Fire Reef Shrimp

Lysmata Debelius, otherwise known by such names as the fire shrimp, blood shrimp or scarlet cleaner shrimp, is a small shrimp (not often growing beyond 3 cm in length) that populates the tropical indo-pacific zone spreading from India’s western waters to the eastern edge of the Philippines. It is often found at depths between 10-28 meters, favoring warm, rocky waters devoid of live coral. These shrimp belong to the broad category known as fish cleaners, because they derive a great part of their sustenance from the parasites living on other fish.

Lysmata Debelius is most easily identified through the bright red hue of its shell. It is an uncommon color in the waters where it is found, making the shrimp stand out against the rocky background of its natural habitat. The fire shrimp’s antennae have conspicuous white tips and so do their third, fourth and fifth pereiopods. Males and females share nearly identical body structure, and white dots can often be found along the body of the shrimp, with exception to the abdomen, which is bare and left with only the bright red hue of the rest of the body.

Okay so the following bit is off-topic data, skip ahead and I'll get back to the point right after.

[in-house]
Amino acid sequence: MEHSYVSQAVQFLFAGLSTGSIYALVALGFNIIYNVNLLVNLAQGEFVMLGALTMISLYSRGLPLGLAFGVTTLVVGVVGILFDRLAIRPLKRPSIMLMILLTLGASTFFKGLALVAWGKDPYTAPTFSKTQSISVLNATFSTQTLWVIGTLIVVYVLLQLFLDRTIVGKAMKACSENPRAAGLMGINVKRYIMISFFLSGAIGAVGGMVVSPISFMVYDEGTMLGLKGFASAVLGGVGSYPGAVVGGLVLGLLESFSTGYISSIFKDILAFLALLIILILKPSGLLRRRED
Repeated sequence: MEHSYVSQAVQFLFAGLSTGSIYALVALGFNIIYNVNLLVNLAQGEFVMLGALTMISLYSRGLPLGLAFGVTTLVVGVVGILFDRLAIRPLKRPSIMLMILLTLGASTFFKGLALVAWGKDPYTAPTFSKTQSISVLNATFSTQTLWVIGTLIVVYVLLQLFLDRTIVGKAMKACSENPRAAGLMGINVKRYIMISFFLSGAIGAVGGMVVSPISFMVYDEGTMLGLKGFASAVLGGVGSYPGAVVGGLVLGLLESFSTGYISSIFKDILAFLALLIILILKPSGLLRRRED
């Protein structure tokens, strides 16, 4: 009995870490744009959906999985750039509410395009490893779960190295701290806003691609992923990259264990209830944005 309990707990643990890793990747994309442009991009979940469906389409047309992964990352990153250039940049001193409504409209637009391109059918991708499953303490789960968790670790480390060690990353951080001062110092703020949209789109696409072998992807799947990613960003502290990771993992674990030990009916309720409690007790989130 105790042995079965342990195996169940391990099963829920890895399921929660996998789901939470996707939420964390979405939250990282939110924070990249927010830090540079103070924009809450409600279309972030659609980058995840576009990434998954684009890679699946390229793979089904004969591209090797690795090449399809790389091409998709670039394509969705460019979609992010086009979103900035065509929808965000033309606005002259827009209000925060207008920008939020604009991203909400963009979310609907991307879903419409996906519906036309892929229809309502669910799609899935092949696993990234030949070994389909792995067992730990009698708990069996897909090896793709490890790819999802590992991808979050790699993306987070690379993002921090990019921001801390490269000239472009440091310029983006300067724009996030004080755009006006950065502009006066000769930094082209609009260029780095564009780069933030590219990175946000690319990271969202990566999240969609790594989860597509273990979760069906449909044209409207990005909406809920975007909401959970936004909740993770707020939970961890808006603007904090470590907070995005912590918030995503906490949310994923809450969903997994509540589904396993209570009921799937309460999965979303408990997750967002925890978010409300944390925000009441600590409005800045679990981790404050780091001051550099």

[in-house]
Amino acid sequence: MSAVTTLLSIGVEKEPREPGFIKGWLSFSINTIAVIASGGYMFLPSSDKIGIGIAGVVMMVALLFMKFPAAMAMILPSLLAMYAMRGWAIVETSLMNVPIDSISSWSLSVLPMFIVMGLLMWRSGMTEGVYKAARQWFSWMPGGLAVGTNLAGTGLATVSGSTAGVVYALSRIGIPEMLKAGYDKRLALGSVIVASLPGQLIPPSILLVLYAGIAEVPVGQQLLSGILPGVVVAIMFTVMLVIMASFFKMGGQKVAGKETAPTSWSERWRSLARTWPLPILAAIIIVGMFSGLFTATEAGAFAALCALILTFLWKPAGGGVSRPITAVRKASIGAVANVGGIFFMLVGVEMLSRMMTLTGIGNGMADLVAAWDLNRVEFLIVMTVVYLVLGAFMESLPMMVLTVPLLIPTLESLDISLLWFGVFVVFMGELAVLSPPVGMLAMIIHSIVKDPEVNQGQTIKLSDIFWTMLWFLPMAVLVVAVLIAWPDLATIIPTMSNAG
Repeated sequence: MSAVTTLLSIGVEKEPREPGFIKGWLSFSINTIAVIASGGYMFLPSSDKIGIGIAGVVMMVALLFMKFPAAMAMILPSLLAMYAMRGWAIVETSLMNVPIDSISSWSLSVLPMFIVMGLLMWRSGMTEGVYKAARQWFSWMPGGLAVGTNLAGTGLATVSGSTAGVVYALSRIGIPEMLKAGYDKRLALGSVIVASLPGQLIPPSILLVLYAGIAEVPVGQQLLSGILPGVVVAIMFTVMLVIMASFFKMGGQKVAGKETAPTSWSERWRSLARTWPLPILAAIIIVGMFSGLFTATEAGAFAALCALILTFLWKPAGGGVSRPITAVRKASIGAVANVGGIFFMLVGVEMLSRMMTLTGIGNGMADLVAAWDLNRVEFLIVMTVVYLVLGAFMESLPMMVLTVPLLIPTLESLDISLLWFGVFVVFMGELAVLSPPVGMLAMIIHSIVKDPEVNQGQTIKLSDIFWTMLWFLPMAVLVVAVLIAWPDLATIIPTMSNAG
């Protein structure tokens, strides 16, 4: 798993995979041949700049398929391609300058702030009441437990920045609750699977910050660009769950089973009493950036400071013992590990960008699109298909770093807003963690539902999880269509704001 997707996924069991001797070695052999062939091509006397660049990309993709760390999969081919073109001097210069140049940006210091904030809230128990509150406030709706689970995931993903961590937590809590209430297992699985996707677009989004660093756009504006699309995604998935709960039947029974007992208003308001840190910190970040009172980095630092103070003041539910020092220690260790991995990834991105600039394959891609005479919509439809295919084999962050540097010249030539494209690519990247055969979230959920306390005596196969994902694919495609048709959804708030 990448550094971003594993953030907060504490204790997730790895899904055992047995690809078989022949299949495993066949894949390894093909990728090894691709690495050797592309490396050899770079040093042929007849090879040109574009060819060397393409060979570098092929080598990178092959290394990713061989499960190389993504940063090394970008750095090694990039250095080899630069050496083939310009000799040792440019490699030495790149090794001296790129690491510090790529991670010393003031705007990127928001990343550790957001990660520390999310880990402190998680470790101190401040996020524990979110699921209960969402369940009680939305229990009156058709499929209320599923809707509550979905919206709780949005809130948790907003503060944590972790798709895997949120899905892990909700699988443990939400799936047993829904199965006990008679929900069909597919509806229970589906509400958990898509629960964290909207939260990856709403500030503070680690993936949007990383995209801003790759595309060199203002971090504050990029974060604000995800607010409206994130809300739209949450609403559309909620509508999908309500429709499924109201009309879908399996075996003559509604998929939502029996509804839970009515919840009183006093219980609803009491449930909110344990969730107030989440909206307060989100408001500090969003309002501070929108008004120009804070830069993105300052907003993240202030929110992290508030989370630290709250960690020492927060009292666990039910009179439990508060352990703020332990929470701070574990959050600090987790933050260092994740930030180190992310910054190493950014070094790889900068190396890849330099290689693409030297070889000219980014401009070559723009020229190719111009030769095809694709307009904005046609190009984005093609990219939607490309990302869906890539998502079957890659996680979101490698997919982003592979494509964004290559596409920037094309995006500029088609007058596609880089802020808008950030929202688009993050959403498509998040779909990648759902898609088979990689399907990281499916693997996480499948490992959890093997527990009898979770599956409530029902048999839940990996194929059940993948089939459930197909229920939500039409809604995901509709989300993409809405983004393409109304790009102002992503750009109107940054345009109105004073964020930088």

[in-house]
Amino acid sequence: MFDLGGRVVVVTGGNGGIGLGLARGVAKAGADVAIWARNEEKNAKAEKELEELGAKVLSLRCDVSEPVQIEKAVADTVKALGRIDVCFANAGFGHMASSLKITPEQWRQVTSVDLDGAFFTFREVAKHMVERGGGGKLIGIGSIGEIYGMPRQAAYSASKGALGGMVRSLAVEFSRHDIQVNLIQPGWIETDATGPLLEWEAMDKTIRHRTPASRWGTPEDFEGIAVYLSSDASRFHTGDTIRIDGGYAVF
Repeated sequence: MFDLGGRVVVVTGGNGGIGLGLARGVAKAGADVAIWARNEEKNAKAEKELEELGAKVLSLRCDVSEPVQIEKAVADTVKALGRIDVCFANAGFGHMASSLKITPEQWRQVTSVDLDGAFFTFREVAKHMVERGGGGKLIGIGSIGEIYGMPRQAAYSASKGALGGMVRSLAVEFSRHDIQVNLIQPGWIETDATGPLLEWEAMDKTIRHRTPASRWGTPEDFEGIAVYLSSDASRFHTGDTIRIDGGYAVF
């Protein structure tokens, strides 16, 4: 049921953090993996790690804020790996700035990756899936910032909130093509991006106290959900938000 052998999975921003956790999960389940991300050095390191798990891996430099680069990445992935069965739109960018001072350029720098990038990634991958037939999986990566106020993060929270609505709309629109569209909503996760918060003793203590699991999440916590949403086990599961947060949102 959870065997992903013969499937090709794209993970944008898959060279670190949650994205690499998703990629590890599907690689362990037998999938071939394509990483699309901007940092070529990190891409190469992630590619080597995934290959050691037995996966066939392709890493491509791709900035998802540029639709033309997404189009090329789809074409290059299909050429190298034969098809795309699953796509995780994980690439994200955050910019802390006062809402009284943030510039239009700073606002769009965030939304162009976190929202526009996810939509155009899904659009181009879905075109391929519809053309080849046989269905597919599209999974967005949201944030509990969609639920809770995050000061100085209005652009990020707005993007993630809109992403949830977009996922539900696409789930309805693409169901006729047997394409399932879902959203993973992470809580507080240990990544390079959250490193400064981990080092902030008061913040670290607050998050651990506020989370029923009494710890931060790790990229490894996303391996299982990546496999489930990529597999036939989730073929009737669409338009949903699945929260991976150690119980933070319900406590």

This shrimp is hermaphroditic in nature, and has adapted a mode of sex change that allows any two individuals to mate with one another and produce offspring. This sex change takes place after at least four molts of the outer shell, at which point the existent sexual organs of the fire shrimp begin to reduce in size and new ones appear. After another few molt cycles, the new organs will be completely in place and ready for copulation, adhering to a biological cycle that, curiously enough, is shared by the Peppermint shrimp.

The fire shrimp was identified and first described in the year 1983, using specimens gathered in the waters surrounding Polillo Island in the Philippines. However, in 2006, a divergent species known as Lysmata Splendida was described and is now treated as a unique type of shrimp, not to be confused with the fire shrimp. They are very similar in appearance but can be told apart by the fire shrimp’s lack of identifying white dots on the abdomen. These white dots are a telltale body characteristic that Lysmata Splendida always features, and Lysmata Debelius never does.

Blane Perun

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